Arlington Heights establishes high expectations for affordable units in new developments with a policy requiring developers to explain how their projects will address local affordable housing goals.
To promote affordable homeownership and rental opportunities, especially in Planned Unit Developments (PUDs).
Low-and-moderate income families at or below 80 percent area median income (AMI) for the Chicago region, which was $57,900 for a family of four in 2014, for home ownership programs; and at or below 50 percent AMI for the Chicago region for rental programs.
No costs associated with this policy.
Timber Court Condominiums was the first major application to this policy. Of the development’s three proposed buildings, the first two were completed in 2008 and contain eight one-bedroom and six two-bedroom affordable units. After the third building is built—for which the developer has planned four one-bedroom and three two-bedroom affordable units—Timber Court will have 21 affordable units (20 percent of the total development). Negotiations also have resulted in the planned inclusion of affordable rental units in the Arlington Downs development, and payment of a fee in lieu of providing affordable units in the Arbor Lane condominium project.
The affordable two-bedroom condominiums at Timber Court sold quickly; it was much more difficult to find interested eligible homebuyers for the affordable one-bedroom condominiums. In the future, the Village will ask that all affordable housing units have at least two bedrooms.
Since Arlington Heights established its Housing Commission in the 1970s, access to affordable housing has been one of the Village Board’s top goals. In 1998, to encourage affordable housing construction, the board enacted the Affordable Multifamily Housing Policy, which states:
It is the policy of the Village of Arlington Heights to promote adequate housing for all the community’s people; to create and/or maintain sound viable neighborhoods; to meet the needs for housing by increasing the number of housing units for low and moderate income families and individuals; and to expand housing opportunities for all members of the community.
To implement this policy, which is intended to promote both affordable homeownership and rental opportunities, the Village Board amended the application developers of multifamily residential housing must submit to the Arlington Heights Plan Commission, to include a description of how they intend to address the Village’s goal to promote affordable housing. As in many other parts of the Chicago region, since 2000 it has become considerably more expensive to live in Arlington Heights, as the Village has experienced an increase in both new construction and condominium conversions. Its policy elevates the importance of affordable housing in the decision-making process for Planned Unit Developments (PUDs), making the Village more directly involved. It also encourages developers to include affordable homes in their developments.
How it works
All Plan Commission applications for multifamily residential PUDs must include an assessment of the development’s affordability, details about the inclusion of affordable homes and an additional explanation of how the developer will respond to the Village’s policy. Developers are required to submit this information for both new PUDs and amendments to existing PUDs.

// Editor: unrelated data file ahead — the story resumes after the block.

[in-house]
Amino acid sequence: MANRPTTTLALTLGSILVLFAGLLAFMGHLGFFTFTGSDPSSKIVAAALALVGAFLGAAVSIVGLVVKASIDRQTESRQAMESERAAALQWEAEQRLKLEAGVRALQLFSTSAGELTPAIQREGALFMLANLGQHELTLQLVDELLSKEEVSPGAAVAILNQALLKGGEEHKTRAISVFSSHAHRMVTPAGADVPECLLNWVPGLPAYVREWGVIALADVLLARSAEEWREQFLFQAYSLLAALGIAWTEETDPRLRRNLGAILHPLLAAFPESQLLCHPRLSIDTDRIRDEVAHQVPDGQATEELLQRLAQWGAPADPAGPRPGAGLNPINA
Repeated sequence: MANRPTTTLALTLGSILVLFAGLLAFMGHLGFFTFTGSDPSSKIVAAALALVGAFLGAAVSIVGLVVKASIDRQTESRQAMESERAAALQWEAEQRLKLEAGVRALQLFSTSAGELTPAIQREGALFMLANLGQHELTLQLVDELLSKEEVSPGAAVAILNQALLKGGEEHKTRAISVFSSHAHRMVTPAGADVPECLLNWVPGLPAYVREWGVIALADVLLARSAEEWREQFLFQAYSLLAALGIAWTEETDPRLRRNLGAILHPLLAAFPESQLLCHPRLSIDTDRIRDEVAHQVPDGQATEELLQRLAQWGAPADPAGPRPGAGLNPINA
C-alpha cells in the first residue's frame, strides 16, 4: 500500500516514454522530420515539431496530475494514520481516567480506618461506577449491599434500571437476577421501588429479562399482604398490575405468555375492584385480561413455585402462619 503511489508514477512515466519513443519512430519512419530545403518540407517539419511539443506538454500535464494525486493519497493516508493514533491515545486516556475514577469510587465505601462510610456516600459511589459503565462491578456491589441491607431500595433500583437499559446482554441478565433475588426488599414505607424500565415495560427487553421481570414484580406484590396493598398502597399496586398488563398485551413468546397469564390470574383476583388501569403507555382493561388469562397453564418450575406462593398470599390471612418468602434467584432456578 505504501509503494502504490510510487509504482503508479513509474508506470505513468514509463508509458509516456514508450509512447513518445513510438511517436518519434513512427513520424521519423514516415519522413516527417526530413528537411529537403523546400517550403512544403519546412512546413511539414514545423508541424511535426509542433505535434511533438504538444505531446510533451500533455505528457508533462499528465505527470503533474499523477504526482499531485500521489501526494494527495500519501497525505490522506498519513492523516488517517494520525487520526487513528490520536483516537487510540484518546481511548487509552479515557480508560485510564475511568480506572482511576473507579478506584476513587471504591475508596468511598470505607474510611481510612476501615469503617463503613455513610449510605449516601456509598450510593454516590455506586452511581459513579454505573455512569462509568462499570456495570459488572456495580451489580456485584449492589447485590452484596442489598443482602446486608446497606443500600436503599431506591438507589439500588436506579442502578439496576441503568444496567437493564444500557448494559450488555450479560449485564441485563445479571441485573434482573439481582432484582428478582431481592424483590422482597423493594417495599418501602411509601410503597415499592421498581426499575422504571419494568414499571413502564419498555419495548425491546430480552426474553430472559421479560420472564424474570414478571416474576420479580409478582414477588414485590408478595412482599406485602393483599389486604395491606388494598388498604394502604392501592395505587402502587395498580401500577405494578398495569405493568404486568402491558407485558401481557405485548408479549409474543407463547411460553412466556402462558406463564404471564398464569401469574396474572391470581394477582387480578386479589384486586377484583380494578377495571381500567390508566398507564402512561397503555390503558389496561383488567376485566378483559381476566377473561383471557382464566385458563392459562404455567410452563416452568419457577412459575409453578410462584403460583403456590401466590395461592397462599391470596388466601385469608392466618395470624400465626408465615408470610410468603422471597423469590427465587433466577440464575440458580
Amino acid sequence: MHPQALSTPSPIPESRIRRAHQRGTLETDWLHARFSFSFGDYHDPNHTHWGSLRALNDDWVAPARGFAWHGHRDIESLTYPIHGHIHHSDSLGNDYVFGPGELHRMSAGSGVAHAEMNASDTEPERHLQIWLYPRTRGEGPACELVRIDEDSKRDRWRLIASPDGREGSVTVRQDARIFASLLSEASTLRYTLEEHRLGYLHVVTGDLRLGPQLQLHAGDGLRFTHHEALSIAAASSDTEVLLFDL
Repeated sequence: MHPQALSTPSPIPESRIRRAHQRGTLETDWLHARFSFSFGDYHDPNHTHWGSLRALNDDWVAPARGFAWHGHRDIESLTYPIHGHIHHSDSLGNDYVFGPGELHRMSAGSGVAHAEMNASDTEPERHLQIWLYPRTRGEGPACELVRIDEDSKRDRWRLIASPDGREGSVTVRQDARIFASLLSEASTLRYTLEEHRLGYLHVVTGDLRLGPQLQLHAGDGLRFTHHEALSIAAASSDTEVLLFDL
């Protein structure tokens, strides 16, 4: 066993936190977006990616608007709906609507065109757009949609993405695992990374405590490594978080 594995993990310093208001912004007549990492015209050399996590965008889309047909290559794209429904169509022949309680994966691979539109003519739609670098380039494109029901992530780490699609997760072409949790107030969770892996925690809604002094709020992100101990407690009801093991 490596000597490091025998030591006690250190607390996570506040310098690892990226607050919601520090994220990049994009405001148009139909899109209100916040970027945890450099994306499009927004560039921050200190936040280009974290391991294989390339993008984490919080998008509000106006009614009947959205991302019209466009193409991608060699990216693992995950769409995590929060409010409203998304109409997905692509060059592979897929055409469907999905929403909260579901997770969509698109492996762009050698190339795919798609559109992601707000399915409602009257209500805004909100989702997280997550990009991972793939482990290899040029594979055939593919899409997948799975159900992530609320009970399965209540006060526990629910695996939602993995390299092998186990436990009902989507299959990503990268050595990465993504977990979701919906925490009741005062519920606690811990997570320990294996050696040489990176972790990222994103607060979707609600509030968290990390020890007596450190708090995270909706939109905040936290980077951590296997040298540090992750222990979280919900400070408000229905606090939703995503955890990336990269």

The Village created a MultiFamily Affordable Housing Toolkit and an Affordable Rental Program Policy that provide guidelines concerning the proportion of units in a development that are expected to meet the affordable housing criteria. These policies state that affordable homes must be dispersed among the market rate units, should have the same exterior and interior appearance and should not differ in terms of finishes or internal mechanical systems, unless otherwise approved.
While the policy is not a mandate, it does help the Village take affordable housing into consideration when reviewing a PUD. The number of affordable homes negotiated by the Village is dependent on zoning, site planning and other site-specific considerations.
The Village does provide guidelines for an acceptable percentage of affordable homes within different sized developments. Arlington Heights recommends that 12 percent of homes within developments of 11 to 50 units be affordable, 15 percent of developments with 51 to 100 units, and 20 percent in developments with more than 101 units. The developer may pay a per-unit fee of $100,00 in lieu of providing affordable units.
Buyers are eligible to purchase affordable homes in Arlington Heights if their annual household incomes are at or below 80 percent of area median income (AMI), which was $57,900 for a family of four in 2014; and are eligible to rent affordable units if their incomes are at or below 50 percent AMI.
Prices are set so buyers spend no more than 30 percent of their gross annual incomes on housing costs, which include principal and interest (on an adjusted average 30-year fixed rate mortgage), association dues, taxes and insurance. The appropriate number of occupants for a unit for the homeownership program for the purpose of setting the sale price is defined as one more than the number of bedrooms, and prices are set based on this standard. For instance, the price of a two-bedroom home is set to be affordable for a three-person household.
To support this policy and its overall affordable housing goals, the Village of Arlington Heights has put in place several tools to support developments that include an affordable component. The Village maintains a waiting list of ready and qualified buyers, and has developed several legal documents and measures to maintain affordability permanently, including provisions of the Declaration of Condominium, Development Agreement, and Buyer’s Occupancy and Resale Restriction Agreement signed by the homeowners.
Department of Planning and Community Development, Arlington Heights